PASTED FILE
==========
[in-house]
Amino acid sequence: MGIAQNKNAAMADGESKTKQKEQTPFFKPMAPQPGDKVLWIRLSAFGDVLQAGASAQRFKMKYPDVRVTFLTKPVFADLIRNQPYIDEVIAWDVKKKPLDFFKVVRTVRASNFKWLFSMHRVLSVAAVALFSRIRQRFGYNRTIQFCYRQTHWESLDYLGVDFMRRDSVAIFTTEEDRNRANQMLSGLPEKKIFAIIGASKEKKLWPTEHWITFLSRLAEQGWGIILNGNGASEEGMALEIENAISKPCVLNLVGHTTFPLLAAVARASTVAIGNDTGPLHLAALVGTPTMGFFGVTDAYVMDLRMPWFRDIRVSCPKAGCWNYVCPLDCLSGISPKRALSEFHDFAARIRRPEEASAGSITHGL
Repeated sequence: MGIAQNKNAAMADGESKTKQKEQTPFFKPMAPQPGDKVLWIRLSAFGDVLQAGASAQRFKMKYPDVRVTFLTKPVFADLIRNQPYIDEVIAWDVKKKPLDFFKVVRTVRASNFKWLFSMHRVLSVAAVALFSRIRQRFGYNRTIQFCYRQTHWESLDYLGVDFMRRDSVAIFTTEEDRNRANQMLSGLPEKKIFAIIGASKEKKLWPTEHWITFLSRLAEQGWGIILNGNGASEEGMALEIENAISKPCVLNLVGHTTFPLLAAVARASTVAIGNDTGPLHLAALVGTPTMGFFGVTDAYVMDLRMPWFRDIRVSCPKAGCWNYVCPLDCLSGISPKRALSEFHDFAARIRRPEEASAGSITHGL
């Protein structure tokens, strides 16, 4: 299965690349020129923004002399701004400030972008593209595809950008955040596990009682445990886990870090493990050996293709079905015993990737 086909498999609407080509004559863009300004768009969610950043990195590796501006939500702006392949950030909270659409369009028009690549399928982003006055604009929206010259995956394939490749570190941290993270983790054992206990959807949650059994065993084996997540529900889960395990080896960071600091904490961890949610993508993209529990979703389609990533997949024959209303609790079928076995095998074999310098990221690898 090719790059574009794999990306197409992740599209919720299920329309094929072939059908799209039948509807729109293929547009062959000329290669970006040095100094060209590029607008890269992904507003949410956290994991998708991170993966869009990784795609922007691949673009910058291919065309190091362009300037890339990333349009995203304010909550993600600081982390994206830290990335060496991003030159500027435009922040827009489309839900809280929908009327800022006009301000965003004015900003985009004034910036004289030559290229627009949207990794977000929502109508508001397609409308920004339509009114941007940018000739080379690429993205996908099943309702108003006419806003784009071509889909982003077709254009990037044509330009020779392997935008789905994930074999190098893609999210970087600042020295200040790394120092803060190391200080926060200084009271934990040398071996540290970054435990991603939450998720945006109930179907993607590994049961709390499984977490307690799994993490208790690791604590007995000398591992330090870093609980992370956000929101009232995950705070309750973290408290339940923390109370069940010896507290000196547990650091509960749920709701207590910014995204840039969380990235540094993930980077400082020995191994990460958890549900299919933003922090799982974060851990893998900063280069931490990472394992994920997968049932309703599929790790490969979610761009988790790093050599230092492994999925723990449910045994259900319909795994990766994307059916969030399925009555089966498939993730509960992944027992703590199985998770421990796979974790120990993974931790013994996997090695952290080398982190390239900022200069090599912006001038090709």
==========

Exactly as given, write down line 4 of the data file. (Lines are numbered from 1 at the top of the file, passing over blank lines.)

């Protein structure tokens, strides 16, 4: 299965690349020129923004002399701004400030972008593209595809950008955040596990009682445990886990870090493990050996293709079905015993990737 086909498999609407080509004559863009300004768009969610950043990195590796501006939500702006392949950030909270659409369009028009690549399928982003006055604009929206010259995956394939490749570190941290993270983790054992206990959807949650059994065993084996997540529900889960395990080896960071600091904490961890949610993508993209529990979703389609990533997949024959209303609790079928076995095998074999310098990221690898 090719790059574009794999990306197409992740599209919720299920329309094929072939059908799209039948509807729109293929547009062959000329290669970006040095100094060209590029607008890269992904507003949410956290994991998708991170993966869009990784795609922007691949673009910058291919065309190091362009300037890339990333349009995203304010909550993600600081982390994206830290990335060496991003030159500027435009922040827009489309839900809280929908009327800022006009301000965003004015900003985009004034910036004289030559290229627009949207990794977000929502109508508001397609409308920004339509009114941007940018000739080379690429993205996908099943309702108003006419806003784009071509889909982003077709254009990037044509330009020779392997935008789905994930074999190098893609999210970087600042020295200040790394120092803060190391200080926060200084009271934990040398071996540290970054435990991603939450998720945006109930179907993607590994049961709390499984977490307690799994993490208790690791604590007995000398591992330090870093609980992370956000929101009232995950705070309750973290408290339940923390109370069940010896507290000196547990650091509960749920709701207590910014995204840039969380990235540094993930980077400082020995191994990460958890549900299919933003922090799982974060851990893998900063280069931490990472394992994920997968049932309703599929790790490969979610761009988790790093050599230092492994999925723990449910045994259900319909795994990766994307059916969030399925009555089966498939993730509960992944027992703590199985998770421990796979974790120990993974931790013994996997090695952290080398982190390239900022200069090599912006001038090709």